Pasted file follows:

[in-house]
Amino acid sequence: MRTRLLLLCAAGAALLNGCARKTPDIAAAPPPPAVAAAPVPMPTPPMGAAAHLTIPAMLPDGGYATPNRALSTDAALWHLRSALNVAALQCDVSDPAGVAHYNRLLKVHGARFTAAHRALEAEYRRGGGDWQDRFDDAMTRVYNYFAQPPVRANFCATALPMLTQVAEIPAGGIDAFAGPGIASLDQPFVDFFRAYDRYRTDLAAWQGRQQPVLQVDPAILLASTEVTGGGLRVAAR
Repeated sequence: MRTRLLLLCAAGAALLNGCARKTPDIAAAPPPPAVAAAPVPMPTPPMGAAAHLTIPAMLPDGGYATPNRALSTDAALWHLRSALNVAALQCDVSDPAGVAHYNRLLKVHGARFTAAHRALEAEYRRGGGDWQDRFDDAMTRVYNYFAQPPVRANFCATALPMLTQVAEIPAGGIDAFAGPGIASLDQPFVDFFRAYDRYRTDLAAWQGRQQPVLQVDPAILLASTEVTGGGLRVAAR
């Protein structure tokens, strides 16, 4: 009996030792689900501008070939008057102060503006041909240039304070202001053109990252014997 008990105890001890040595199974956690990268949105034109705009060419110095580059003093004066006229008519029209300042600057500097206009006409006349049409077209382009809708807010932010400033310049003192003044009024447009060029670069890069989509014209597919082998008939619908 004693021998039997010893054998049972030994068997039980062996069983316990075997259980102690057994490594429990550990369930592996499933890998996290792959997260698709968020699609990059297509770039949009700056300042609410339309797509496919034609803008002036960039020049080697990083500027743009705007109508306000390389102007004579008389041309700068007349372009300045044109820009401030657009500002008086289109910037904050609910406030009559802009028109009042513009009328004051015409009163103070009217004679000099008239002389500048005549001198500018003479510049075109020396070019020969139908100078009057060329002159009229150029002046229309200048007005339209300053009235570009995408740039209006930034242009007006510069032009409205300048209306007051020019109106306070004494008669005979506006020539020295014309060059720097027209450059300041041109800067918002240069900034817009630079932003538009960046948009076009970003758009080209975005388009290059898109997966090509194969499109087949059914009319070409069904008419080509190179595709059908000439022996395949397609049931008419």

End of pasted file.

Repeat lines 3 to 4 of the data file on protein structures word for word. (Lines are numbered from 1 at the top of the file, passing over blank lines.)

Repeated sequence: MRTRLLLLCAAGAALLNGCARKTPDIAAAPPPPAVAAAPVPMPTPPMGAAAHLTIPAMLPDGGYATPNRALSTDAALWHLRSALNVAALQCDVSDPAGVAHYNRLLKVHGARFTAAHRALEAEYRRGGGDWQDRFDDAMTRVYNYFAQPPVRANFCATALPMLTQVAEIPAGGIDAFAGPGIASLDQPFVDFFRAYDRYRTDLAAWQGRQQPVLQVDPAILLASTEVTGGGLRVAAR
């Protein structure tokens, strides 16, 4: 009996030792689900501008070939008057102060503006041909240039304070202001053109990252014997 008990105890001890040595199974956690990268949105034109705009060419110095580059003093004066006229008519029209300042600057500097206009006409006349049409077209382009809708807010932010400033310049003192003044009024447009060029670069890069989509014209597919082998008939619908 004693021998039997010893054998049972030994068997039980062996069983316990075997259980102690057994490594429990550990369930592996499933890998996290792959997260698709968020699609990059297509770039949009700056300042609410339309797509496919034609803008002036960039020049080697990083500027743009705007109508306000390389102007004579008389041309700068007349372009300045044109820009401030657009500002008086289109910037904050609910406030009559802009028109009042513009009328004051015409009163103070009217004679000099008239002389500048005549001198500018003479510049075109020396070019020969139908100078009057060329002159009229150029002046229309200048007005339209300053009235570009995408740039209006930034242009007006510069032009409205300048209306007051020019109106306070004494008669005979506006020539020295014309060059720097027209450059300041041109800067918002240069900034817009630079932003538009960046948009076009970003758009080209975005388009290059898109997966090509194969499109087949059914009319070409069904008419080509190179595709059908000439022996395949397609049931008419």